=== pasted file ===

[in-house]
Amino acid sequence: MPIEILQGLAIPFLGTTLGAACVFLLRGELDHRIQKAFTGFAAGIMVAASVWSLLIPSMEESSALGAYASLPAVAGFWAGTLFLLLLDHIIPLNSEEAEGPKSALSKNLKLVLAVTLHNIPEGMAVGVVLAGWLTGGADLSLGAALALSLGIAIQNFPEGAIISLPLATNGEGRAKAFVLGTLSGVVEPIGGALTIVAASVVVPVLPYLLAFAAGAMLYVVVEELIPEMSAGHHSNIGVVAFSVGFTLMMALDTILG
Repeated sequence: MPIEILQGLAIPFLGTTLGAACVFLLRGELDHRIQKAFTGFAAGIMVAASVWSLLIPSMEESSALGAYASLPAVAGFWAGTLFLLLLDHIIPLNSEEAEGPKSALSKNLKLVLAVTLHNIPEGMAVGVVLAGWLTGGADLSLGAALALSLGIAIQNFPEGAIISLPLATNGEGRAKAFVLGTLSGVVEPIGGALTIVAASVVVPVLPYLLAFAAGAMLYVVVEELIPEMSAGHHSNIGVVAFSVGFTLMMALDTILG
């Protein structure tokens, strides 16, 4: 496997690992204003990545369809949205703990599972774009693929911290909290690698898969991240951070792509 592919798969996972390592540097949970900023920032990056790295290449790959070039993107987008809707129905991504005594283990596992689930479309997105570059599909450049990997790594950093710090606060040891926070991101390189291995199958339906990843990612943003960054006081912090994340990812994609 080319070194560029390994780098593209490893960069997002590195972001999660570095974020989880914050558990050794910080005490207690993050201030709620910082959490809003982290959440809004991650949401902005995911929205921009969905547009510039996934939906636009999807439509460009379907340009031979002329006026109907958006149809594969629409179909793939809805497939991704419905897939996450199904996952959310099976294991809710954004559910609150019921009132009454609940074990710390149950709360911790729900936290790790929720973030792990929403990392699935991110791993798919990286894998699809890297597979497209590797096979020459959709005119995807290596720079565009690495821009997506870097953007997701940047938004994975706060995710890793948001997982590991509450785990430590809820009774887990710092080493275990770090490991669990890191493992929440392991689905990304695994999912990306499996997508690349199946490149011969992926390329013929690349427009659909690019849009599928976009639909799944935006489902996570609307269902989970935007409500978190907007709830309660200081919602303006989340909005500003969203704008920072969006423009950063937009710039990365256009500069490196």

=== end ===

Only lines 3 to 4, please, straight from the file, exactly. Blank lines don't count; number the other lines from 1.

Repeated sequence: MPIEILQGLAIPFLGTTLGAACVFLLRGELDHRIQKAFTGFAAGIMVAASVWSLLIPSMEESSALGAYASLPAVAGFWAGTLFLLLLDHIIPLNSEEAEGPKSALSKNLKLVLAVTLHNIPEGMAVGVVLAGWLTGGADLSLGAALALSLGIAIQNFPEGAIISLPLATNGEGRAKAFVLGTLSGVVEPIGGALTIVAASVVVPVLPYLLAFAAGAMLYVVVEELIPEMSAGHHSNIGVVAFSVGFTLMMALDTILG
């Protein structure tokens, strides 16, 4: 496997690992204003990545369809949205703990599972774009693929911290909290690698898969991240951070792509 592919798969996972390592540097949970900023920032990056790295290449790959070039993107987008809707129905991504005594283990596992689930479309997105570059599909450049990997790594950093710090606060040891926070991101390189291995199958339906990843990612943003960054006081912090994340990812994609 080319070194560029390994780098593209490893960069997002590195972001999660570095974020989880914050558990050794910080005490207690993050201030709620910082959490809003982290959440809004991650949401902005995911929205921009969905547009510039996934939906636009999807439509460009379907340009031979002329006026109907958006149809594969629409179909793939809805497939991704419905897939996450199904996952959310099976294991809710954004559910609150019921009132009454609940074990710390149950709360911790729900936290790790929720973030792990929403990392699935991110791993798919990286894998699809890297597979497209590797096979020459959709005119995807290596720079565009690495821009997506870097953007997701940047938004994975706060995710890793948001997982590991509450785990430590809820009774887990710092080493275990770090490991669990890191493992929440392991689905990304695994999912990306499996997508690349199946490149011969992926390329013929690349427009659909690019849009599928976009639909799944935006489902996570609307269902989970935007409500978190907007709830309660200081919602303006989340909005500003969203704008920072969006423009950063937009710039990365256009500069490196």